What are the effects of the Great Recession on local governments?

September 11, 2012

A new issue of State and Local Government Review (SLGR) documents the crisis affecting city and county governments following the Great Recession. Published this month, the issue examines the severity and potentially lasting changes brought about by the economic downturn and presents new data collected from local government administrators. The Special Issue of SLGR (published by SAGE), marks its move to a quarterly publication.

The lead article, "Going it Alone: New Survey Data on Economic Recovery Strategies in Local Government" by Bruce J. Perlman and J. Edwin Benton documents the profound challenges facing local governments in this new era. In a survey of 580 city and county governments, nearly half cited budget shortfalls as a top problem. Among other findings, the article reveals that local government managers are:


  • Freezing positions and cutting workforces
  • Trimming pension and health care costs and passing them to employees
  • Lowering service delivery levels, but not imposing many new fees
  • Using technology to reduce costs where possible
  • Receiving added pressure but little help from States and the Federal Government


  • This important new research sheds light on the challenges faced by city and county governments that must provide most basic services. Unlike federal or state governments, these local governments have limited ability to generate revenue and are often mandated to pay for and deliver services by those other governments. As the authors indicate, most local governments have already reduced expenditures and exhausted their resources to generate revenue. Furthermore, several prominent local governments have declared bankruptcy and as this article documents, other local governments may follow suit.

    Other articles in this Special Issue take up complementary themes. In "The 'New Normal' for Local Government," Lawrence L. Martin, Richard Levey, and Jenna Cawley wrote that local governments will face real economic problems as a result of the recession as $225 billion was taken from city and county governments. They recommended a list of options to adjust to the "New Normal," most interestingly, educating the public about trade-offs between having and paying for services.

    In "The Future of Local Government: Will Current Stresses Bring Major, Permanent Changes?" David N. Ammons, Karl W. Smith, and Carl W. Stenberg wrote that the changes caused by the Great Recession are not permanent. Instead, they view the Recession as a result of years of gradual changes in the U.S. local government system and wrote that reductions in spending and employment and changes in government structure and services will not be permanent for most cities.

    Two other articles on local governments' reactions to the crisis complete the issue. Kimberly L. Nelson's article "Municipal Choices during a Recession: Bounded Rationality and Innovation," evaluates the ways governments have responded to Recession-related changes theoretically and empirically, but finds no set patterns, asserting that it is too soon to determine trends. In "Managing through Collaborative Networks: A Twenty-First Century Mandate for Local Government," Michael Abels proposes forming collaborative networks of local governments to employ economies of scale to provide the same or more services with fewer resources.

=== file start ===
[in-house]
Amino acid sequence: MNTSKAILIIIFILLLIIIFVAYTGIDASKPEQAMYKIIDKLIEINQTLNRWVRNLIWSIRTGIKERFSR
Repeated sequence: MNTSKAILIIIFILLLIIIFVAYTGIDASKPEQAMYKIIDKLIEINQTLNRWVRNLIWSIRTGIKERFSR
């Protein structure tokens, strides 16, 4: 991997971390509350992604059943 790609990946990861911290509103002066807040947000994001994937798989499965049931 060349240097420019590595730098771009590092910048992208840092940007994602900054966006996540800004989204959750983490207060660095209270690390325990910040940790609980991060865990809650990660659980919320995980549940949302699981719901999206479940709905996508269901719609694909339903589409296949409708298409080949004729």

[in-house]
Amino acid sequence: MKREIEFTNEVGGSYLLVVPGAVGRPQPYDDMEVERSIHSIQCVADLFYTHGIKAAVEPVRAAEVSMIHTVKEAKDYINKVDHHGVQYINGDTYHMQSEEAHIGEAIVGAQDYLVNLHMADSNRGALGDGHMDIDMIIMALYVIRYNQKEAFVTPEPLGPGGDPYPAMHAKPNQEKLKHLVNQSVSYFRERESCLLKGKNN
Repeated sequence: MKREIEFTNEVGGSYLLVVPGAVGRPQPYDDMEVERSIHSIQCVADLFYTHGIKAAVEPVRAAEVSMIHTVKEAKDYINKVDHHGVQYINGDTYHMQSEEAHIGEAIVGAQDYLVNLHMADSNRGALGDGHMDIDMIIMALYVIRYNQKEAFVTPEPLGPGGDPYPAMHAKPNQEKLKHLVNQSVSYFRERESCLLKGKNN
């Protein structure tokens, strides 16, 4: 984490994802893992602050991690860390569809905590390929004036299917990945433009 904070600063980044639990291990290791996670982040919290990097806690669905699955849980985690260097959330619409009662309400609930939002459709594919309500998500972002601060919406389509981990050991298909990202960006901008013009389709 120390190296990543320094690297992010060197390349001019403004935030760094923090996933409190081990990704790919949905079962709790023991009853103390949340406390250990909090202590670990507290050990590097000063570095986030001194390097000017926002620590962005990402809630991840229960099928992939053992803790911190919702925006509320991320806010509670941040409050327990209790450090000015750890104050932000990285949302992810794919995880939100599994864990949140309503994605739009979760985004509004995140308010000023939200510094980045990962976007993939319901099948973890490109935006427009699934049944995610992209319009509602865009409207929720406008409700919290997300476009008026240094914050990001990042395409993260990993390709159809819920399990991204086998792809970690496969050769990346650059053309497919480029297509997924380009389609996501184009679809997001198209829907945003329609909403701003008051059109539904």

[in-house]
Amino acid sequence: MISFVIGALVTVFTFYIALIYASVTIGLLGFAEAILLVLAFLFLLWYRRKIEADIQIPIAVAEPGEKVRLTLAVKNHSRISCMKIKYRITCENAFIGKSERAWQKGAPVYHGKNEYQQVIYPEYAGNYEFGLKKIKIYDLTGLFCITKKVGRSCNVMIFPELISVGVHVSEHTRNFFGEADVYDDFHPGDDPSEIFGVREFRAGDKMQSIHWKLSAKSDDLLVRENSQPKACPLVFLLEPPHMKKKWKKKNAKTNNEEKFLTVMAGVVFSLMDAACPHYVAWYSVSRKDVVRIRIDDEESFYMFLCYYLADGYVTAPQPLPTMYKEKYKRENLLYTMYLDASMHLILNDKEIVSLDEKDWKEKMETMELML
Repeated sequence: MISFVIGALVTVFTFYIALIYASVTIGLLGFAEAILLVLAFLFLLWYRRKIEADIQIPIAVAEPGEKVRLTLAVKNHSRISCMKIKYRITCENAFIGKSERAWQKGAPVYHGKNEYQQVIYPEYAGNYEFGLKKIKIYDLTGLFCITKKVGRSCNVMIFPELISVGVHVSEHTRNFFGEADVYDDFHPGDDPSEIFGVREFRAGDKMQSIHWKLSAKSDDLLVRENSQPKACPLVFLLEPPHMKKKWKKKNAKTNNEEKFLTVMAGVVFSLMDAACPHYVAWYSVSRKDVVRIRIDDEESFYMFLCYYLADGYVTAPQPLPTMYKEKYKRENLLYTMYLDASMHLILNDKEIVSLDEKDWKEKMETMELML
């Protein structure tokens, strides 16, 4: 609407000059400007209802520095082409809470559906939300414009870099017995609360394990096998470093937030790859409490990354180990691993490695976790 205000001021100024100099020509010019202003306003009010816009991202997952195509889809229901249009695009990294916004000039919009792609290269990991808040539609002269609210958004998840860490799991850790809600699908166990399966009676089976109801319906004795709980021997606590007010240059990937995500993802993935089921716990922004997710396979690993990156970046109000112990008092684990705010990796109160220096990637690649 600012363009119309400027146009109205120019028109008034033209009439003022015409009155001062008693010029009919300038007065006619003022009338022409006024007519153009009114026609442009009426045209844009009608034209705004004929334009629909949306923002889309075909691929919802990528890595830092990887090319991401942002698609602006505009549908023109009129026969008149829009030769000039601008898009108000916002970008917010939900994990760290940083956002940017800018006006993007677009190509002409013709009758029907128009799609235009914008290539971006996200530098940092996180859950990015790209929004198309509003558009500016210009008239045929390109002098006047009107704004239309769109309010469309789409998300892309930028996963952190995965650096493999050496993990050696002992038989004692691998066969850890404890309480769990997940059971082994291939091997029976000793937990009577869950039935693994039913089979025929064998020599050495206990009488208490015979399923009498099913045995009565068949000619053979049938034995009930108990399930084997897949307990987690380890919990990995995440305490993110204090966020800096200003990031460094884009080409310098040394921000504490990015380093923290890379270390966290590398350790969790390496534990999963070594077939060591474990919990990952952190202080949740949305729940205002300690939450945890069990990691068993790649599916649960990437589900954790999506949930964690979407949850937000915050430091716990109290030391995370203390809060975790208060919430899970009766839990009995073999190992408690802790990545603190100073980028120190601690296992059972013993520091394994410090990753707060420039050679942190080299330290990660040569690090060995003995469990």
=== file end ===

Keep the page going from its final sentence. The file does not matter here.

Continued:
-end-
    This Special Issue, titled "The New Normal: Local Governments After the Great Recession" is a collaboration between SLGR and the National Association of Counties and National League of Cities. For access to full texts of the articles, please contact Camille Gamboa at camille.gamboa@sagepub.com.

    State and Local Government Review (SLGR), peer-reviewed and published four times/year, provides a forum for the exchange of ideas among practitioners and academics that contributes to the knowledge and practice of state and local government politics, policy, and management. Of particular interest in SLGR are articles that focus on state and local governments and those that explore the intergovernmental dimensions of public-sector activity.

    SAGE is a leading international publisher of journals, books, and electronic media for academic, educational, and professional markets. Since 1965, SAGE has helped inform and educate a global community of scholars, practitioners, researchers, and students spanning a wide range of subject areas including business, humanities, social sciences, and science, technology, and medicine. An independent company, SAGE has principal offices in Los Angeles, London, New Delhi, Singapore and Washington DC. www.sagepublications.com

    SAGE

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